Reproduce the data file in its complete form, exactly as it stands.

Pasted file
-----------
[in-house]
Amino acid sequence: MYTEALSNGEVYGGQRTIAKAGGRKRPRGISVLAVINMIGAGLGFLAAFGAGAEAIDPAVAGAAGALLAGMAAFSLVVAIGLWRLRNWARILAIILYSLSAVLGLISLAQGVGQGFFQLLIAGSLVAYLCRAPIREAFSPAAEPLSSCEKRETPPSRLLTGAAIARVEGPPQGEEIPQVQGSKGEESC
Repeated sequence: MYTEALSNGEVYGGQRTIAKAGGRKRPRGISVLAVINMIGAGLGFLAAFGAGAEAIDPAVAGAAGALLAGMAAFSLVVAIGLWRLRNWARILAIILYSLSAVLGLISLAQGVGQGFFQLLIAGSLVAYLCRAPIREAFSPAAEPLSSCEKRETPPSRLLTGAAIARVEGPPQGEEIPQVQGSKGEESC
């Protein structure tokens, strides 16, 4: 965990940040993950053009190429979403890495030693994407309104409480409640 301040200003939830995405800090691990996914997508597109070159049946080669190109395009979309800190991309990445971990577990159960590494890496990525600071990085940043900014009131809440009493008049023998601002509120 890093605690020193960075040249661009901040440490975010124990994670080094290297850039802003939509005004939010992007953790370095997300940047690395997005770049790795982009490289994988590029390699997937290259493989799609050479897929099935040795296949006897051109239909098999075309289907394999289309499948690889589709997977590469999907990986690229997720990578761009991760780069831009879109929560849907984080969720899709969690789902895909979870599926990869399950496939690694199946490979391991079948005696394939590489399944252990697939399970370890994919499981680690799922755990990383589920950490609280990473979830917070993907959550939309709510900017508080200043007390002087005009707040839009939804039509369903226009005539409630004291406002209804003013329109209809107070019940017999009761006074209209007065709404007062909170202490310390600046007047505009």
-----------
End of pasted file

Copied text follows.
[in-house]
Amino acid sequence: MYTEALSNGEVYGGQRTIAKAGGRKRPRGISVLAVINMIGAGLGFLAAFGAGAEAIDPAVAGAAGALLAGMAAFSLVVAIGLWRLRNWARILAIILYSLSAVLGLISLAQGVGQGFFQLLIAGSLVAYLCRAPIREAFSPAAEPLSSCEKRETPPSRLLTGAAIARVEGPPQGEEIPQVQGSKGEESC
Repeated sequence: MYTEALSNGEVYGGQRTIAKAGGRKRPRGISVLAVINMIGAGLGFLAAFGAGAEAIDPAVAGAAGALLAGMAAFSLVVAIGLWRLRNWARILAIILYSLSAVLGLISLAQGVGQGFFQLLIAGSLVAYLCRAPIREAFSPAAEPLSSCEKRETPPSRLLTGAAIARVEGPPQGEEIPQVQGSKGEESC
């Protein structure tokens, strides 16, 4: 965990940040993950053009190429979403890495030693994407309104409480409640 301040200003939830995405800090691990996914997508597109070159049946080669190109395009979309800190991309990445971990577990159960590494890496990525600071990085940043900014009131809440009493008049023998601002509120 890093605690020193960075040249661009901040440490975010124990994670080094290297850039802003939509005004939010992007953790370095997300940047690395997005770049790795982009490289994988590029390699997937290259493989799609050479897929099935040795296949006897051109239909098999075309289907394999289309499948690889589709997977590469999907990986690229997720990578761009991760780069831009879109929560849907984080969720899709969690789902895909979870599926990869399950496939690694199946490979391991079948005696394939590489399944252990697939399970370890994919499981680690799922755990990383589920950490609280990473979830917070993907959550939309709510900017508080200043007390002087005009707040839009939804039509369903226009005539409630004291406002209804003013329109209809107070019940017999009761006074209209007065709404007062909170202490310390600046007047505009």